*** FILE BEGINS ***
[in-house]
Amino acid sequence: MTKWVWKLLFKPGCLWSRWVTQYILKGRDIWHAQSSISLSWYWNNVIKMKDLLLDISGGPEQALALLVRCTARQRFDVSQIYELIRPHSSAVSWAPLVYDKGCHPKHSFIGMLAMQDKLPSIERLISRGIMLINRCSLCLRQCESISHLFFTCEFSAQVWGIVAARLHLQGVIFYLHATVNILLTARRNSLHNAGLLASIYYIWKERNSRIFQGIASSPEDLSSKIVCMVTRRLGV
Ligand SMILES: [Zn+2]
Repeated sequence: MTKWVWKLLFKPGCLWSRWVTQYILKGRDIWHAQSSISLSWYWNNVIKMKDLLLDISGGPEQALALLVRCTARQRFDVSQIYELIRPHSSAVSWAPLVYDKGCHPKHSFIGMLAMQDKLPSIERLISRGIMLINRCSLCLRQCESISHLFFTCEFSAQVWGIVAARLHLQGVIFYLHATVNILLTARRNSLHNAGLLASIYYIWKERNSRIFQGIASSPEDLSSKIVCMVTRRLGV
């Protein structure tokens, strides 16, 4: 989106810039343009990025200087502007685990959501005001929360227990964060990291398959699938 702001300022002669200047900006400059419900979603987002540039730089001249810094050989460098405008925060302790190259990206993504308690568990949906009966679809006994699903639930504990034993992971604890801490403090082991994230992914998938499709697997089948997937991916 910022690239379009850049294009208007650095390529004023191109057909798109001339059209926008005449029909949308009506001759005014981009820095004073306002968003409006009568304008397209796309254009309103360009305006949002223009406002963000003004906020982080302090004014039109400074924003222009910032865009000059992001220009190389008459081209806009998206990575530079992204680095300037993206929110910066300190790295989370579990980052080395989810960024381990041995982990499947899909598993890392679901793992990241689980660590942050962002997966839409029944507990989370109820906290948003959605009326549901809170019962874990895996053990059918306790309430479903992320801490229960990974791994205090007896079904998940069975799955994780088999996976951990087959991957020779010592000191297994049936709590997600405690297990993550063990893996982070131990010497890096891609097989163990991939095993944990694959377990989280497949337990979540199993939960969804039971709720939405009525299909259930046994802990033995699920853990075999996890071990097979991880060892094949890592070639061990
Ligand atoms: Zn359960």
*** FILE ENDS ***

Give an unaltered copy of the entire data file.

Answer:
[in-house]
Amino acid sequence: MTKWVWKLLFKPGCLWSRWVTQYILKGRDIWHAQSSISLSWYWNNVIKMKDLLLDISGGPEQALALLVRCTARQRFDVSQIYELIRPHSSAVSWAPLVYDKGCHPKHSFIGMLAMQDKLPSIERLISRGIMLINRCSLCLRQCESISHLFFTCEFSAQVWGIVAARLHLQGVIFYLHATVNILLTARRNSLHNAGLLASIYYIWKERNSRIFQGIASSPEDLSSKIVCMVTRRLGV
Ligand SMILES: [Zn+2]
Repeated sequence: MTKWVWKLLFKPGCLWSRWVTQYILKGRDIWHAQSSISLSWYWNNVIKMKDLLLDISGGPEQALALLVRCTARQRFDVSQIYELIRPHSSAVSWAPLVYDKGCHPKHSFIGMLAMQDKLPSIERLISRGIMLINRCSLCLRQCESISHLFFTCEFSAQVWGIVAARLHLQGVIFYLHATVNILLTARRNSLHNAGLLASIYYIWKERNSRIFQGIASSPEDLSSKIVCMVTRRLGV
């Protein structure tokens, strides 16, 4: 989106810039343009990025200087502007685990959501005001929360227990964060990291398959699938 702001300022002669200047900006400059419900979603987002540039730089001249810094050989460098405008925060302790190259990206993504308690568990949906009966679809006994699903639930504990034993992971604890801490403090082991994230992914998938499709697997089948997937991916 910022690239379009850049294009208007650095390529004023191109057909798109001339059209926008005449029909949308009506001759005014981009820095004073306002968003409006009568304008397209796309254009309103360009305006949002223009406002963000003004906020982080302090004014039109400074924003222009910032865009000059992001220009190389008459081209806009998206990575530079992204680095300037993206929110910066300190790295989370579990980052080395989810960024381990041995982990499947899909598993890392679901793992990241689980660590942050962002997966839409029944507990989370109820906290948003959605009326549901809170019962874990895996053990059918306790309430479903992320801490229960990974791994205090007896079904998940069975799955994780088999996976951990087959991957020779010592000191297994049936709590997600405690297990993550063990893996982070131990010497890096891609097989163990991939095993944990694959377990989280497949337990979540199993939960969804039971709720939405009525299909259930046994802990033995699920853990075999996890071990097979991880060892094949890592070639061990
Ligand atoms: Zn359960």